46. The earliest city discovered in India was 

(A) Harappa 

(B) Punjab 

(C) Mohenjo Daro 

(D) Sindh 

Explanation:The ruins of Harrappa were first described in 1842 by Charles Masson in his Narrative of Various Journeys in Balochistan, Afghanistan, and the Punjab, INDIAN HISTORY SGAE–86 where locals talked of an ancient city extending “thirteen cosses” (about 25 miles), but no archaeological interest would attach to this for nearly a century. In 1856, General Alexander Cunningham, later director general of the archeological survey of northern India, visited Harappa where the British engineers John and William Brunton were laying the East Indian Railway Company line connecting the cities of Karachi and Lahore. In 1872–75 Alexander Cunningham published the first Harappan seal (with an erroneous identification as Brahmi letters). It was half a century later, in 1912, that more Harappan seals were discovered by J. Fleet, prompting an excavation campaign under Sir John Hubert Marshall in 1921–22 and resulting in the discovery of the civilization at Harappa by Sir John Marshall, Rai Bahadur Daya Ram Sahni and Madho Sarup Vats, and at Mohenjo-daro by Rakhal Das Banerjee, E. J. H. MacKay, and Sir John Marshall.


47. The famous rock-cut temple of Kailasa is at 

(A) Ajanta 

(B) Badami 

(C) Mahabalipuram 

(D) Ellora 

Explanation:Kailashnath Temple is a famous temple, one of the 34 monasteries and temples, extending over more than 2 km, that were dug side by side in the wall of a high basalt cliff in the complex located at Ellora, Maharashtra, India. Of these 34 monasteries and temples, the Kailasa (cave 16) is a remarkable example of Dravidian architecture on account of its striking proportion; elaborate workmanship architectural content and sculptural ornamentation of rock-cut architecture. It is designed to recall Mount Kailash, the abode of Lord Shiva. It is a megalith carved out of one single rock. It was built in the 8th century by the Rashtrakuta king Krishna I.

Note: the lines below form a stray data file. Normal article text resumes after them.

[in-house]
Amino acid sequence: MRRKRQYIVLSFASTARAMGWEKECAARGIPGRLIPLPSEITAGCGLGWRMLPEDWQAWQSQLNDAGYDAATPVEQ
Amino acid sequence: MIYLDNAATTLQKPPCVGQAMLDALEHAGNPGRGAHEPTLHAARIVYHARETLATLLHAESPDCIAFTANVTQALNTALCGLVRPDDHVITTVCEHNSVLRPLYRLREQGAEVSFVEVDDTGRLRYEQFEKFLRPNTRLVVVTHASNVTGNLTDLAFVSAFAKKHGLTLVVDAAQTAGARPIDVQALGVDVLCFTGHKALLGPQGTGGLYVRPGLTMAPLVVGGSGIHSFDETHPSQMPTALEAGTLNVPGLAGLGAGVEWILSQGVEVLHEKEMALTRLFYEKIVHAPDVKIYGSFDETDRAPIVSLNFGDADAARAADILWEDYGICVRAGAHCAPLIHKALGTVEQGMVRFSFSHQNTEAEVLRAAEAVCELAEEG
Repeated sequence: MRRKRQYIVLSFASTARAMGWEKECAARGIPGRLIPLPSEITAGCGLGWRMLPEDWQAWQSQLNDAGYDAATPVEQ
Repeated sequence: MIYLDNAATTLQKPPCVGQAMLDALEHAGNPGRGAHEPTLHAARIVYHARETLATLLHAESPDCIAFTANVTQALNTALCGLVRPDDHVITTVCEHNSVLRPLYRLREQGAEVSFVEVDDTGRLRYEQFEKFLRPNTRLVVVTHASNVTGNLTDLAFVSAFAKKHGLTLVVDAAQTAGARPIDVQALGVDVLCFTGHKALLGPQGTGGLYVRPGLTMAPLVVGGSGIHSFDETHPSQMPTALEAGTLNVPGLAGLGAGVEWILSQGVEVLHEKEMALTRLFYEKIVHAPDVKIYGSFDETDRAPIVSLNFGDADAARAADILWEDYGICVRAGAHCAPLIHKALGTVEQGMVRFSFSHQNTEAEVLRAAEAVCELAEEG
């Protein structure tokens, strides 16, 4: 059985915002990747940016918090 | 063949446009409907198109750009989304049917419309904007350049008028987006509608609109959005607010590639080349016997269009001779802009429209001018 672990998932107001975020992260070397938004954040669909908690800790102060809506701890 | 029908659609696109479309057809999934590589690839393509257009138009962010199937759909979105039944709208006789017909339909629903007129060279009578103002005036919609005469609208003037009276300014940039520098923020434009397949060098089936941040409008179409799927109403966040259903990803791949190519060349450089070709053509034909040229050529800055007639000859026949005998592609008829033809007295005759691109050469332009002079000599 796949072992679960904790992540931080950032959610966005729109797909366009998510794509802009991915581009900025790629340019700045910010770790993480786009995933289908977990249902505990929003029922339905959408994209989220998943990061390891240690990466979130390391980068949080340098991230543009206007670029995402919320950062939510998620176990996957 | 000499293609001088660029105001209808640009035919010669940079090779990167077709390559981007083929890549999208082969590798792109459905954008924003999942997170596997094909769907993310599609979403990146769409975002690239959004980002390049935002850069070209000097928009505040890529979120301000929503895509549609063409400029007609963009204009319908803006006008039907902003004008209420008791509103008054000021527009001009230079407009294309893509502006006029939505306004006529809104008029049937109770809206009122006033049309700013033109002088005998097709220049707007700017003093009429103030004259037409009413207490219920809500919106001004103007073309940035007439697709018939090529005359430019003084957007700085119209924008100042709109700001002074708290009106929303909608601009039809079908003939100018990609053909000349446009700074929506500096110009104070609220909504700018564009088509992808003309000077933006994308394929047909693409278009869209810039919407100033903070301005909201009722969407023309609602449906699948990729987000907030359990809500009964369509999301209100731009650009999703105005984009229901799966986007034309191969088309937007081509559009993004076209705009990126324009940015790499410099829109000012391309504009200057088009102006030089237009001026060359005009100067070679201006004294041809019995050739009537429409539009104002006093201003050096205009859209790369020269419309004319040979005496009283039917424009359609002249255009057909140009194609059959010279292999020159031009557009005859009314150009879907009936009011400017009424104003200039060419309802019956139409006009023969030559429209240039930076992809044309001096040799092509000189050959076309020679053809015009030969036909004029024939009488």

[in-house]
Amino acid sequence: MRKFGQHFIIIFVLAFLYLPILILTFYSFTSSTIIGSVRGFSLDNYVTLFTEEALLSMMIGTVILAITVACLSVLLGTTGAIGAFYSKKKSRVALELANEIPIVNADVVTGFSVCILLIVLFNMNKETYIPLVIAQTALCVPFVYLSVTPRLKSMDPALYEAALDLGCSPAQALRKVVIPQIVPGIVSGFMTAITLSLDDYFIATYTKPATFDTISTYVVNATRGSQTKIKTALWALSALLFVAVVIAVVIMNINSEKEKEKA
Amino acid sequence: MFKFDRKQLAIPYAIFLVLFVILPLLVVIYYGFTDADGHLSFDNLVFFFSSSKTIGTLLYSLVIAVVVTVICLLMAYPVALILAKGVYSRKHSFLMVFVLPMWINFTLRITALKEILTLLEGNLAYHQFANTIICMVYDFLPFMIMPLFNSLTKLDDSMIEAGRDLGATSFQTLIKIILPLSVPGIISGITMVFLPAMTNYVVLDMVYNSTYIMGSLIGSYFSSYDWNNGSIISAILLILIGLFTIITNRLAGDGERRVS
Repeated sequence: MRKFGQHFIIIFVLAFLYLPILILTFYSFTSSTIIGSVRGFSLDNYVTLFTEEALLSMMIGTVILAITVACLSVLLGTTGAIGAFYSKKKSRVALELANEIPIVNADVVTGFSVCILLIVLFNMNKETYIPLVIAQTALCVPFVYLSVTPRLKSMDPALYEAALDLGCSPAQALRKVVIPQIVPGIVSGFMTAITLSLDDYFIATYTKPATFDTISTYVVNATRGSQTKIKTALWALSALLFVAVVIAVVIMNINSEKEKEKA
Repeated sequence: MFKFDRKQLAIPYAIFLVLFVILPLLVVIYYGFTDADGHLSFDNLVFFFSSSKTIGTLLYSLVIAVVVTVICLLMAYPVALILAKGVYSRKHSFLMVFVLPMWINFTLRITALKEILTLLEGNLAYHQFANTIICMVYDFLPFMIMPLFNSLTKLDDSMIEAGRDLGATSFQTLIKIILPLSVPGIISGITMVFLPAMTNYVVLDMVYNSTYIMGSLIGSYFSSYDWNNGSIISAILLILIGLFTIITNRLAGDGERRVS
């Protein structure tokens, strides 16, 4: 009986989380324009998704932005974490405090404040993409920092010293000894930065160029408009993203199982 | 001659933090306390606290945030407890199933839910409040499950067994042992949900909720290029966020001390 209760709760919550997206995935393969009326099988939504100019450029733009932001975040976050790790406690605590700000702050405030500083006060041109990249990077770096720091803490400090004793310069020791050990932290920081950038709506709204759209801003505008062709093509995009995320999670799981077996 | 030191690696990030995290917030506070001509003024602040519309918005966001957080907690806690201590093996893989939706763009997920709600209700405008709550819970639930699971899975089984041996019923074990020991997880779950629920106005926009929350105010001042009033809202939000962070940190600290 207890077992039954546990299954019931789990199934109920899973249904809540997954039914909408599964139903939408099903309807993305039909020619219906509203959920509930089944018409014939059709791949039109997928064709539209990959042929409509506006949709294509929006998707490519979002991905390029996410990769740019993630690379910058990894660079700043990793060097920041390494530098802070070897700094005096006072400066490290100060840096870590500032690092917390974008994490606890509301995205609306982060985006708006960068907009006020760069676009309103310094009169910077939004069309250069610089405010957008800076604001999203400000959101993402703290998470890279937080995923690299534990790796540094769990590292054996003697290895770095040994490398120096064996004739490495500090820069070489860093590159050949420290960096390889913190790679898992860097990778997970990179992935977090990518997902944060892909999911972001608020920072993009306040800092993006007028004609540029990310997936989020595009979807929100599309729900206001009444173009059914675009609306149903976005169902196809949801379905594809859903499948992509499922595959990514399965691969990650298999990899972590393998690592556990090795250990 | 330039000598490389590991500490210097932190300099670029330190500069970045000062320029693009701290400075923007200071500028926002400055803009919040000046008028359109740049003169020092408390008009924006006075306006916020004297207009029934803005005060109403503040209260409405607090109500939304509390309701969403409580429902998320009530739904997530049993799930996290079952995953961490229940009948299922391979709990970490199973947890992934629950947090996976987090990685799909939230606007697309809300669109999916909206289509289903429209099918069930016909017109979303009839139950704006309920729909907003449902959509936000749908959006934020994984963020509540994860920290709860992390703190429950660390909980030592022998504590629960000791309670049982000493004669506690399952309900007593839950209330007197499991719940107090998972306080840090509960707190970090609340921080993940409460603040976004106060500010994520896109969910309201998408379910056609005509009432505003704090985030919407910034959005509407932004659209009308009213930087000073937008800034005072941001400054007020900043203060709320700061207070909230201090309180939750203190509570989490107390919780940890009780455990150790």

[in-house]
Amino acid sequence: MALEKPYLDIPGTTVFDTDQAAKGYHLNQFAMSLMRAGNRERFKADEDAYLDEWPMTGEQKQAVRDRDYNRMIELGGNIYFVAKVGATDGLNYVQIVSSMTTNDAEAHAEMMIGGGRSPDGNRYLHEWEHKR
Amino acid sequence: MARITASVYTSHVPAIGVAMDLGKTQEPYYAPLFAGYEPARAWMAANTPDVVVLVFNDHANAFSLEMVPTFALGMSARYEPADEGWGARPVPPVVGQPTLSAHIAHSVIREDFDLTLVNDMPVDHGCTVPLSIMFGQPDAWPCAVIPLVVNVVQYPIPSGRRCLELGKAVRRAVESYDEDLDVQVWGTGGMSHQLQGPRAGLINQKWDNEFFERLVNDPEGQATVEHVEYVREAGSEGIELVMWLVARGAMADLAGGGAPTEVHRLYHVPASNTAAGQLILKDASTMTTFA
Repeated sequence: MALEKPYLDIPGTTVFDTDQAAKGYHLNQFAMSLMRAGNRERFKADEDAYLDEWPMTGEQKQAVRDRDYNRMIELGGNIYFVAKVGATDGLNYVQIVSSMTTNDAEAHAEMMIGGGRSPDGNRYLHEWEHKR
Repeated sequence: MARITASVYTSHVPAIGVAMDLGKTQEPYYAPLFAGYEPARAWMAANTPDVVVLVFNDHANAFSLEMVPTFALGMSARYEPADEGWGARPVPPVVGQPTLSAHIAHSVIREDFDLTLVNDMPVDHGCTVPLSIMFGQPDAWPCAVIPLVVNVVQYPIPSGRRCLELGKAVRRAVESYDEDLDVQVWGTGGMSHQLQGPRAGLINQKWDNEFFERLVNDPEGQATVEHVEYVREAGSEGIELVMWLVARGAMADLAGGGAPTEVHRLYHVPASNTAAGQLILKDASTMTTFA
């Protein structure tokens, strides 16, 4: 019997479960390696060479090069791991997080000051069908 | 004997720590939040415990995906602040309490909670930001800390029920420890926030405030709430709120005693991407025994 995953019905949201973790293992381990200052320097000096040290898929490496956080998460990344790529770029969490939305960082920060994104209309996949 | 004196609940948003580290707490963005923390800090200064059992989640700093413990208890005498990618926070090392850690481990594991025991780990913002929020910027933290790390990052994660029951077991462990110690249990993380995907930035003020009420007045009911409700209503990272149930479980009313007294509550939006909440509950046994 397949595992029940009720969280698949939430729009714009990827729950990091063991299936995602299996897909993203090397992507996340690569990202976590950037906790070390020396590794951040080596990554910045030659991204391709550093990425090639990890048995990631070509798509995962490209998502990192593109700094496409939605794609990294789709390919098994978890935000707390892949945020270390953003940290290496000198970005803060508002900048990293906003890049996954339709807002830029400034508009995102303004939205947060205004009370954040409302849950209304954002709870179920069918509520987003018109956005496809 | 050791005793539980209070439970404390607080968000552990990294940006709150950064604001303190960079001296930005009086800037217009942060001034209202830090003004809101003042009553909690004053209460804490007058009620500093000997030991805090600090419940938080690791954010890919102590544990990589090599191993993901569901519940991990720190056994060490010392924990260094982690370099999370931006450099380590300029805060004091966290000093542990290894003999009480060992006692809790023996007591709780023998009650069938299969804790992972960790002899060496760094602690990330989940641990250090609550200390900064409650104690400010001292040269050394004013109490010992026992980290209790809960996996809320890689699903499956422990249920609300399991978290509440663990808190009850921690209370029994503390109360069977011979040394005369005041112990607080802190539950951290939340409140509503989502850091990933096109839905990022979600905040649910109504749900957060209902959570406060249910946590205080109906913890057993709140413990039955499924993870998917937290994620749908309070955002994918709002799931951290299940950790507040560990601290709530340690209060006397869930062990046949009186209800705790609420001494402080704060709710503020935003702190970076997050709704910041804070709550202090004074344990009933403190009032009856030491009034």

48. Epigraphy means 

(A) The study of coins 

(B) The study of inscriptions 

(C) The study of epics 

(D) The study of geography 

Explanation:Epigraphy is the study of inscriptions on rocks, pillars, temple walls, copper plates and other writing material. It is the study of inscriptions or epigraphs as writing; it is the science of identifying graphemes, clarifying their meanings, classifying their uses according to dates and cultural contexts, and drawing conclusions about the writing and the writers. It serves as primary documentary evidence to establish legal, socio-cultural, literary, archaeological, and historical antiquity on the basis of engravings.


 49. Which among the following has not been found in the excavation of Harappan sites ? 

(A) Drains and well 

(B) Fort 

(C) Reservoirs 

(D) Temple with Shikhar 

Explanation:Sikhara, a Sanskrit word translating literally to “mountain peak”, refers to the rising tower in the Hindu temple architecture of North India. Sikhara over the sanctum sanctorum where the presiding deity is enshrined is the most prominent and visible part of a Hindu temple of North India. Sikhara was a major feature of the medieval times.


50. Which among the following ‘MATH’ is related with Buddhism? 

(A) Dakhma 

(B) Chaitya 

(C) Khangah 

(D) Angeri


Explanation:A chaitya is a Buddhist or Jain shrine including a stupa. In modern texts on Indian architecture, the term chaitya-griha is often used to denote assembly or prayer hall that houses a stupa. Chaityas were probably constructed to hold large numbers of devotees and to provide shelter for them